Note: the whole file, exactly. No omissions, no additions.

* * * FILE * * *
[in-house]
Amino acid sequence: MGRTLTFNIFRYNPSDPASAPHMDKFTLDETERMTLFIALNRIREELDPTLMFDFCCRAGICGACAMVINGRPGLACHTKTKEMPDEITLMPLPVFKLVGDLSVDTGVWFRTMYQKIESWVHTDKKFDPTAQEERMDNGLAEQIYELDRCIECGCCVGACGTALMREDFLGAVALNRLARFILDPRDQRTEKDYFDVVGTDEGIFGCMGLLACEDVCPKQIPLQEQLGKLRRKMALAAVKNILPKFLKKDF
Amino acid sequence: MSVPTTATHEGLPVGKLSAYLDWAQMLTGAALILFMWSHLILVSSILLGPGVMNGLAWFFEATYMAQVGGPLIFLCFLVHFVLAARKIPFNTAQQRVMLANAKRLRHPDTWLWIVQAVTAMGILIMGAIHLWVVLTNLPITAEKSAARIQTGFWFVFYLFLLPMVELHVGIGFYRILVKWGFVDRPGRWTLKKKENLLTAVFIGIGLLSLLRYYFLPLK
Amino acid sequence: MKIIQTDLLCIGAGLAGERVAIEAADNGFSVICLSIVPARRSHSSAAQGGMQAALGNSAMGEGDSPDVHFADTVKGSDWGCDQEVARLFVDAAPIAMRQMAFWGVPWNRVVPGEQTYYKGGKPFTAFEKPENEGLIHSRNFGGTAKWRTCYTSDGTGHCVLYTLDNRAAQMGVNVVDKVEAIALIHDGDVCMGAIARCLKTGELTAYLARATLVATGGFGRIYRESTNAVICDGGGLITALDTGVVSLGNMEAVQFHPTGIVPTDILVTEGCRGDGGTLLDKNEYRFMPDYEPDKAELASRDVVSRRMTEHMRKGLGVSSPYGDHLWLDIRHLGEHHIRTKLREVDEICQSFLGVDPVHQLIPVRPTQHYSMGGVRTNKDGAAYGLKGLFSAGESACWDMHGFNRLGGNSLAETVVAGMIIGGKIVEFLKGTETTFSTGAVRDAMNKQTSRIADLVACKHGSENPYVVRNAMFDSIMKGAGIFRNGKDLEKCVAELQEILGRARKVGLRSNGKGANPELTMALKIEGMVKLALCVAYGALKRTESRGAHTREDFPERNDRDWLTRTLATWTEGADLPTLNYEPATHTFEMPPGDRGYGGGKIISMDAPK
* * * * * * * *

[in-house]
Amino acid sequence: MGRTLTFNIFRYNPSDPASAPHMDKFTLDETERMTLFIALNRIREELDPTLMFDFCCRAGICGACAMVINGRPGLACHTKTKEMPDEITLMPLPVFKLVGDLSVDTGVWFRTMYQKIESWVHTDKKFDPTAQEERMDNGLAEQIYELDRCIECGCCVGACGTALMREDFLGAVALNRLARFILDPRDQRTEKDYFDVVGTDEGIFGCMGLLACEDVCPKQIPLQEQLGKLRRKMALAAVKNILPKFLKKDF
Amino acid sequence: MSVPTTATHEGLPVGKLSAYLDWAQMLTGAALILFMWSHLILVSSILLGPGVMNGLAWFFEATYMAQVGGPLIFLCFLVHFVLAARKIPFNTAQQRVMLANAKRLRHPDTWLWIVQAVTAMGILIMGAIHLWVVLTNLPITAEKSAARIQTGFWFVFYLFLLPMVELHVGIGFYRILVKWGFVDRPGRWTLKKKENLLTAVFIGIGLLSLLRYYFLPLK
Amino acid sequence: MKIIQTDLLCIGAGLAGERVAIEAADNGFSVICLSIVPARRSHSSAAQGGMQAALGNSAMGEGDSPDVHFADTVKGSDWGCDQEVARLFVDAAPIAMRQMAFWGVPWNRVVPGEQTYYKGGKPFTAFEKPENEGLIHSRNFGGTAKWRTCYTSDGTGHCVLYTLDNRAAQMGVNVVDKVEAIALIHDGDVCMGAIARCLKTGELTAYLARATLVATGGFGRIYRESTNAVICDGGGLITALDTGVVSLGNMEAVQFHPTGIVPTDILVTEGCRGDGGTLLDKNEYRFMPDYEPDKAELASRDVVSRRMTEHMRKGLGVSSPYGDHLWLDIRHLGEHHIRTKLREVDEICQSFLGVDPVHQLIPVRPTQHYSMGGVRTNKDGAAYGLKGLFSAGESACWDMHGFNRLGGNSLAETVVAGMIIGGKIVEFLKGTETTFSTGAVRDAMNKQTSRIADLVACKHGSENPYVVRNAMFDSIMKGAGIFRNGKDLEKCVAELQEILGRARKVGLRSNGKGANPELTMALKIEGMVKLALCVAYGALKRTESRGAHTREDFPERNDRDWLTRTLATWTEGADLPTLNYEPATHTFEMPPGDRGYGGGKIISMDAPK